Therefore, when talking about same-sex “marriage,” the debate is not about personal liberté or égalité. Rather, the debate is about whether the State should publicly sanction and monetarily support disordered sex or whether the State, society, and the individual have a vested interest in maintaining the biological definition of sex and discouraging disordered acts? Professor Anthony Esolen from Providence College sums it up quite nicely:

“Before we ask whether a man and a man may mate, we must notice that in fact a man and a man are incapable of mating. There has never been such a thing as a man marrying a man, and there never will be. There can only be the pretense, just as a man in drag can only pretend to be a woman. At base, there is nothing at all to debate. What is up for debate is whether we should pretend that something exists which not only does not exist but can never exist, and whether this act of make-believe will conduce to the common good—to stronger marriages, families richer in children, fewer divorces, fewer births out of wedlock, fewer abortions, a more wholesome public square, the withering of pornography, more harmony between men and women, more understanding between the generations, children who retain their innocence till the threshold of adulthood; fuller churches, men and women motivated less by pleasure than by what is good and noble; a world in which a young person would be ashamed for the shameless, and in which there need be no laws against public filth, because custom alone would more than suffice.”

Paul Fahey is a husband, father, and catechist. He has a BA in Theology with minors in History, and Catholic Studies and is currently studying at the Augustine Institute for a MA in Theology.

7 thoughts on “What is Sex?

  1. It must be nice to be a cisgender man. You’re constantly being reassured by the church and modern society that your self is the best self. Also, taking your food analogy further, if we all ate for purely nutritional purposes, cookies never would have been invented. Eating the occasional chocolate chip cookie instead of a piece of celery is not the same as having a binge-purge eating disorder.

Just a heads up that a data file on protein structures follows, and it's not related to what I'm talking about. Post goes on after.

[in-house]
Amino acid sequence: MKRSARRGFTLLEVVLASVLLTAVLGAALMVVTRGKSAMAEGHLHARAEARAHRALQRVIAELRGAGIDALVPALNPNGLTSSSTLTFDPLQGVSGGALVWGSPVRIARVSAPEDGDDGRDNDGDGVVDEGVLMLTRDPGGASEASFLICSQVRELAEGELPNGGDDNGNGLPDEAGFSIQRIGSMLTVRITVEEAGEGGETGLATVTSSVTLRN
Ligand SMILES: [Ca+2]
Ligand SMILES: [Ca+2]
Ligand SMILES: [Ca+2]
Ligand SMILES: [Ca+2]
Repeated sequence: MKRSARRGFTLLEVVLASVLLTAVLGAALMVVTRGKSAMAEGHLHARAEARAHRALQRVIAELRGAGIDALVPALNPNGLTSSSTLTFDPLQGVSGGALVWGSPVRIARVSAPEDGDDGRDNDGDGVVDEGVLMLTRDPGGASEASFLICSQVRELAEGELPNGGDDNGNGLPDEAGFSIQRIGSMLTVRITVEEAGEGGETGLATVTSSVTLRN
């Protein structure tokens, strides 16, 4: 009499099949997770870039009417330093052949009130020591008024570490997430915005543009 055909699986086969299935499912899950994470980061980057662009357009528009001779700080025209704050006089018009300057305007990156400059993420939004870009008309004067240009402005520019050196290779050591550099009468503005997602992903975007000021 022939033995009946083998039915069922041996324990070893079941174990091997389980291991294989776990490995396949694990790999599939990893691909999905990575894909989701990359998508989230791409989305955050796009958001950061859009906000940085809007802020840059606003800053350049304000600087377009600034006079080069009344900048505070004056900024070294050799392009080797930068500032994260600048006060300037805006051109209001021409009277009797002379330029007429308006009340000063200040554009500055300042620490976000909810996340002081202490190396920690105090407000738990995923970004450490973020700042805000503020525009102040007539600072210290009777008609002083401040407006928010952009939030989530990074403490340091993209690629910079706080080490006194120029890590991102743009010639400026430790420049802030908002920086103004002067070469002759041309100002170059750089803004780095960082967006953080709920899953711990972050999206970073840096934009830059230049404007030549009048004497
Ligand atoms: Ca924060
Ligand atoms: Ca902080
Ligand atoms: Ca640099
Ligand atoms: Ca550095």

• You are correct, that is, if eating was purely for nutritional purposes. However, that’s not what was being said. Just as procreation is a fundamental aspect of sex that one does well not to divorce from the act as a whole, so too is nutrition a fundamental aspect of eating.

      Also, cookies, for what it’s worth, do have some nutritional value.

  2. Bulimia, the eating disorder described here, still involves the person with the disorder taking in food. Eating is still accomplished by a bulimic, it is digestion that is not accomplished. Thus the analogy used here is not a very good one. While I do agree that marriage is, by the Church’s definition, exclusive to one man and one woman, I have to say that the analogy used points more towards this: if there is a sexual intent, it IS sex but without the possibility of procreation just as when a bulimic intakes food, he is still eating but without the possibility of digestion. Both can be seen as disordered. This analogy I feel, while expressing a different point, expresses the nature of gay/lesbian sex; yes, it is still sex but it is, as you said, disordered.

    • Good point, thank you. However, while maybe I was too nuanced, I believe I address your concern. I state that eating must involve nutrition in order to be defined as eating, one’s body only receives nutrition through the digestive process, thus I implicitly included the digestive process within the broader act of eating. The bulimic chews and swallows, but since his/her body does not receive any nutrition, the bulimic does not actually eat. However, this is something that I should have clarified more. Thank you.